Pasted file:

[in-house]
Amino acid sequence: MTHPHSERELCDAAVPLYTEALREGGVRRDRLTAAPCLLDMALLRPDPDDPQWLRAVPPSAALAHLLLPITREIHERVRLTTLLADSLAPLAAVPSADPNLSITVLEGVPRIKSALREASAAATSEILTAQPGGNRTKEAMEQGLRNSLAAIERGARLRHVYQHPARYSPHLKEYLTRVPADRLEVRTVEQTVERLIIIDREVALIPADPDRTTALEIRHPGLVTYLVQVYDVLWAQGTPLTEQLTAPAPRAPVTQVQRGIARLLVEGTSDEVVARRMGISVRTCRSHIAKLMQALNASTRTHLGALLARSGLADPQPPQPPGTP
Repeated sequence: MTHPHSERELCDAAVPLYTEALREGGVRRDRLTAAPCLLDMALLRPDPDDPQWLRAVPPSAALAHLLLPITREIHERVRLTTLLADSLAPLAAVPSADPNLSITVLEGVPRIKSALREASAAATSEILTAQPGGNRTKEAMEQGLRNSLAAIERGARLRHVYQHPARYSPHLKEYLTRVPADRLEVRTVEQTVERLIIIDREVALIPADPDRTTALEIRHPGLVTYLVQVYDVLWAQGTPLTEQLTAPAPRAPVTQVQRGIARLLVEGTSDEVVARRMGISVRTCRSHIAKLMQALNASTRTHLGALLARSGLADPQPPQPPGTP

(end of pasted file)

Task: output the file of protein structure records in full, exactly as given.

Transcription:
[in-house]
Amino acid sequence: MTHPHSERELCDAAVPLYTEALREGGVRRDRLTAAPCLLDMALLRPDPDDPQWLRAVPPSAALAHLLLPITREIHERVRLTTLLADSLAPLAAVPSADPNLSITVLEGVPRIKSALREASAAATSEILTAQPGGNRTKEAMEQGLRNSLAAIERGARLRHVYQHPARYSPHLKEYLTRVPADRLEVRTVEQTVERLIIIDREVALIPADPDRTTALEIRHPGLVTYLVQVYDVLWAQGTPLTEQLTAPAPRAPVTQVQRGIARLLVEGTSDEVVARRMGISVRTCRSHIAKLMQALNASTRTHLGALLARSGLADPQPPQPPGTP
Repeated sequence: MTHPHSERELCDAAVPLYTEALREGGVRRDRLTAAPCLLDMALLRPDPDDPQWLRAVPPSAALAHLLLPITREIHERVRLTTLLADSLAPLAAVPSADPNLSITVLEGVPRIKSALREASAAATSEILTAQPGGNRTKEAMEQGLRNSLAAIERGARLRHVYQHPARYSPHLKEYLTRVPADRLEVRTVEQTVERLIIIDREVALIPADPDRTTALEIRHPGLVTYLVQVYDVLWAQGTPLTEQLTAPAPRAPVTQVQRGIARLLVEGTSDEVVARRMGISVRTCRSHIAKLMQALNASTRTHLGALLARSGLADPQPPQPPGTP